Monday, 26 August 2013

Syrian weapons of mass destruction

Suppose your husband is acting rather distantly.  You suspect he is having an affair.  He denies it but, in due course, you are proven right.  Husband is contrite, you are forgiving.  A few years later you notice the same symptoms of distance.  Is he having an affair?  You ask him.  He denies it.  Do you believe him?  And, in a nutshell, we have the problem of trust.  Why should you believe his declarations?  Would your girl-friends advise you to be very wary?  Quite frankly you need an unimpeachable source and your husband just doesn't cut it.

Now we hear the claim that the Syrian government has unleashed chemical weapons on the rebel insurgency.  The US is outraged, sabres rattle, and we hear the familiar prelude to a US-UK intervention.  Should we believe what we are told?  Doesn't our memory go back to 2002/2003 when we were told with cast-iron certainty that Iraq - another oil-rich country - had WMD and that armed invasion was therefore vital.

The US and the UK have a credibility problem of gigantic proportion.  Let's leave aside the question of whether they have a moral obligation to go to war (I think not, but that is not the point I want to address here).  Let's assume that war could be justified if the WMD claim is true.

But how can we the ordinary voters know what to think?  After all, it wasn't just the leaders of the US and the UK who sold us a pup 10 years ago.  Our media, including the "quality press" (such as the UK Observer - see the expose by Nick Davis in Flat Earth News), bought in to and passed on as truth, all their government's propaganda.  Seriously, folks - what could convince us that Syria is not another Iraq?  The resemblance is uncanny.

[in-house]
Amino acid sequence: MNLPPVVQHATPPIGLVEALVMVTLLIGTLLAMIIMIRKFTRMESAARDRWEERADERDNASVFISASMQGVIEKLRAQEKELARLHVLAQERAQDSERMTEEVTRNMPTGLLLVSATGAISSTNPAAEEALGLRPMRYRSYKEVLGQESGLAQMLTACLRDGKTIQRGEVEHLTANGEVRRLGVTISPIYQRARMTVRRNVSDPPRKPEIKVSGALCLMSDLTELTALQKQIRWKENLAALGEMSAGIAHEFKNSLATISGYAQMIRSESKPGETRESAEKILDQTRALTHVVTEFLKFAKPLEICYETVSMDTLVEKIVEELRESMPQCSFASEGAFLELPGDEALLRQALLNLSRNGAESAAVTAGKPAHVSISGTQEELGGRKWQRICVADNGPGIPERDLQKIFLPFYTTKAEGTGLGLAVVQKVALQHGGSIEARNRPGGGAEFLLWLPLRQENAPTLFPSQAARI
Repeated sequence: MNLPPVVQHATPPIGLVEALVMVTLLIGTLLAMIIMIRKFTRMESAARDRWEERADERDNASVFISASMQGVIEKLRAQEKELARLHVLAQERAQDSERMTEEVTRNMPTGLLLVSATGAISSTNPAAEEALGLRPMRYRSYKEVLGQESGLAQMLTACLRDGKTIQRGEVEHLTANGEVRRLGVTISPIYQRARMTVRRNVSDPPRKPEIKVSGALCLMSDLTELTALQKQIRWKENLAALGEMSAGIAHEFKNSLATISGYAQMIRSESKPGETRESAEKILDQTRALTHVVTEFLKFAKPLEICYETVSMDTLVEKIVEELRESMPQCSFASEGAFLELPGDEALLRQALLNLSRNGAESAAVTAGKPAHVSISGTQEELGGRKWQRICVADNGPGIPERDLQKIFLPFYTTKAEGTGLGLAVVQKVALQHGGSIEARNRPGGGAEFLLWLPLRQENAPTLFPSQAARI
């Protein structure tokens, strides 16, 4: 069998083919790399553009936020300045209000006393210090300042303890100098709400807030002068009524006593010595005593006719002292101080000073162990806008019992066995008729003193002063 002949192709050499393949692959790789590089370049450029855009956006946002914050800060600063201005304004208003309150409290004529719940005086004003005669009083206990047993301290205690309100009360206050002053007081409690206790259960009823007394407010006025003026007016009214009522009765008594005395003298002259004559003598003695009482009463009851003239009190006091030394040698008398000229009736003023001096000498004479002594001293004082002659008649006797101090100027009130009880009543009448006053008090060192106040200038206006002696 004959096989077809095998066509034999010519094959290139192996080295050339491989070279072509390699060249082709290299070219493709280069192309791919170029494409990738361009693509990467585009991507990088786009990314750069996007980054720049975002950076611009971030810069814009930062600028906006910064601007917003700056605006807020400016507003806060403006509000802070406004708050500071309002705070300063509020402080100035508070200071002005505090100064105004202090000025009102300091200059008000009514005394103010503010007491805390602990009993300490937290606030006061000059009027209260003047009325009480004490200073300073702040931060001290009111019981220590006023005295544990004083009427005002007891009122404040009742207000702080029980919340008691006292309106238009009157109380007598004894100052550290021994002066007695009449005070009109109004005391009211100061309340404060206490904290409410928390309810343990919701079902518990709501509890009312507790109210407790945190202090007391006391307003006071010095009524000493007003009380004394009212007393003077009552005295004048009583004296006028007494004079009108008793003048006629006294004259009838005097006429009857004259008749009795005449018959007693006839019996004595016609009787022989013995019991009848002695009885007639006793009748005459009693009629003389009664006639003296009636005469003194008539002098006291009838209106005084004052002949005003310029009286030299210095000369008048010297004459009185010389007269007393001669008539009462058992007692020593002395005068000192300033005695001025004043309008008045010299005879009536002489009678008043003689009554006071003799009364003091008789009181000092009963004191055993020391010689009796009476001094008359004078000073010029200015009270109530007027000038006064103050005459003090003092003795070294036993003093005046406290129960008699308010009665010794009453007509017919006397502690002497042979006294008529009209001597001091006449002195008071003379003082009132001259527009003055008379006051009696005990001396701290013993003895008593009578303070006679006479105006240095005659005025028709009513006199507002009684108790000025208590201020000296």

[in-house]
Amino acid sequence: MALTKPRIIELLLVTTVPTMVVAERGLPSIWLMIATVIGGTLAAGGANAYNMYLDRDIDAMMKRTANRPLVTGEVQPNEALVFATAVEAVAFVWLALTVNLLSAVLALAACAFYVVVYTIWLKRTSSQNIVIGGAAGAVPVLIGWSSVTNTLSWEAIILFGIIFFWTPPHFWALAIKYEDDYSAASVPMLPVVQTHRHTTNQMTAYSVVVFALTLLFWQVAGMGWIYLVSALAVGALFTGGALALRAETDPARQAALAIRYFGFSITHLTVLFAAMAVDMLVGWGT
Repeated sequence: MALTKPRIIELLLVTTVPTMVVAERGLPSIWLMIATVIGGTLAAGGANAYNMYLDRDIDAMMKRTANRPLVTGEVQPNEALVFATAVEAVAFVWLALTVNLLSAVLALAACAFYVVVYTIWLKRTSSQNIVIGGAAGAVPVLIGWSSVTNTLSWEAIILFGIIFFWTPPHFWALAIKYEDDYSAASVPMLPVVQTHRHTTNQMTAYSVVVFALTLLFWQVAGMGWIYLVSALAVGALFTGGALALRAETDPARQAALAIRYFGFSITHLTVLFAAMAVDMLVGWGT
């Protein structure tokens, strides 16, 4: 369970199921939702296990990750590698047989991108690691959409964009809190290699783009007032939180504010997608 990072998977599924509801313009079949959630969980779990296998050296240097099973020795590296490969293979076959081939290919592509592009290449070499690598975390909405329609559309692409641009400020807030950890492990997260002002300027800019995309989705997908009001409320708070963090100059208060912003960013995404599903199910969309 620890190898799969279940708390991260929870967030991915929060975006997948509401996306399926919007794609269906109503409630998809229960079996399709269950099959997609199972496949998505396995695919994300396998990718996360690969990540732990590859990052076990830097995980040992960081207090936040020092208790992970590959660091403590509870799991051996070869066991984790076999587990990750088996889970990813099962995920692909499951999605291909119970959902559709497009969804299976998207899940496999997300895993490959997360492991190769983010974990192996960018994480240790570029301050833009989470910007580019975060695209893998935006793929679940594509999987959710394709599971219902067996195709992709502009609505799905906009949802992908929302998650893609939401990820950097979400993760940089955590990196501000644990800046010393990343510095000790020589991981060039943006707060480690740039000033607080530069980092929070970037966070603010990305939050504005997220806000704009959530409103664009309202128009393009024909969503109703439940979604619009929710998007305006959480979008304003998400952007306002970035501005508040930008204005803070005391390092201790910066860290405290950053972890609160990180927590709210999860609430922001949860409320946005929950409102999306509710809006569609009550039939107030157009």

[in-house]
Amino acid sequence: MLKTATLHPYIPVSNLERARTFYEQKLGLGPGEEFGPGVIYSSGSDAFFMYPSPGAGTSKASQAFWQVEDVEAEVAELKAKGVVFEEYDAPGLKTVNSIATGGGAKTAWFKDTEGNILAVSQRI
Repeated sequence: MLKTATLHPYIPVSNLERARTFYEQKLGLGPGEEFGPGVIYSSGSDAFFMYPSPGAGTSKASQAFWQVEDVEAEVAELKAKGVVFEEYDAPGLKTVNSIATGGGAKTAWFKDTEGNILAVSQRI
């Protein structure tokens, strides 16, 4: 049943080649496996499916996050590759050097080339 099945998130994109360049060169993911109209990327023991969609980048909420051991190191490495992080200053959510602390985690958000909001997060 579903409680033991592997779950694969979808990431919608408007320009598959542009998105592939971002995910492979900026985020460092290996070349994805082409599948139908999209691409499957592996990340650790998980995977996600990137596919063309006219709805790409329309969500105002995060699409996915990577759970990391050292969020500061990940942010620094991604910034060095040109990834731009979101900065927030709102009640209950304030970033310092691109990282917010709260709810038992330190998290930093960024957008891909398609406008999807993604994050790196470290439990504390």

I don't know what could realistically be said or done to make us believe the claims of chemical weapons.  Obviously what the US and UK governments say is worthless. Obviously, what the US and UK press say is tainted by their past behaviour.  The chickens of their lies have come home to roost.

We need some credible sources and those sources have to be clearly not beholden to the US and UK.  So, how about inviting the Chinese to investigate?  How about flying in the Libyans?  Or the North Koreans?  Or some representatives of America's down-trodden black community who have suffered the most in the financial fallout from the two trillion dollar spend in the Iraq war?  I am not joking - I would trust these sources more than I trust our official overlords.

Monday, 19 August 2013

Despairing of the UK: Scottish opportunity

We are culturally disposed to feel respect and loyalty to our country of birth.  On the whole I believe this is a good thing.  It makes us more likely to sign up to the social contract: cooperate with law enforcement agencies, pay our taxes, behave responsibly about litter, and a host of other things to make us good citizens.  But what do you do if you think your country is taking measures against the populace, overt or covert, which are clearly a breach of their part in the social contract?  And, worse, if they ignore the wishes of large sections of the populace leading them to a genuine sense of disenfranchisement?

This is the situation I find myself in as a UK citizen largely as a result of the revelations given to us by Edward Snowden.  Of course I am not alone.  Other British people are similarly outraged.  Furthermore, residents of several other countries - the USA and New Zealand spring to mind - are also outraged by the behaviour of their own security agencies.  Instances of these agencies over-reaching their mandate are too many to enumerate but the present furore over the harassment of journalist Glenn Greenwald's partner David Miranda is typical.

To return to my question: what should I do?  The sad answer is that I have no immediate recourse.  All I can do is to continue to make my views known and to use the democratic process to express my strong disapproval of the slide towards totalitarianism.  We are still a long way from an East German state so peaceful protest has still to be order of the day.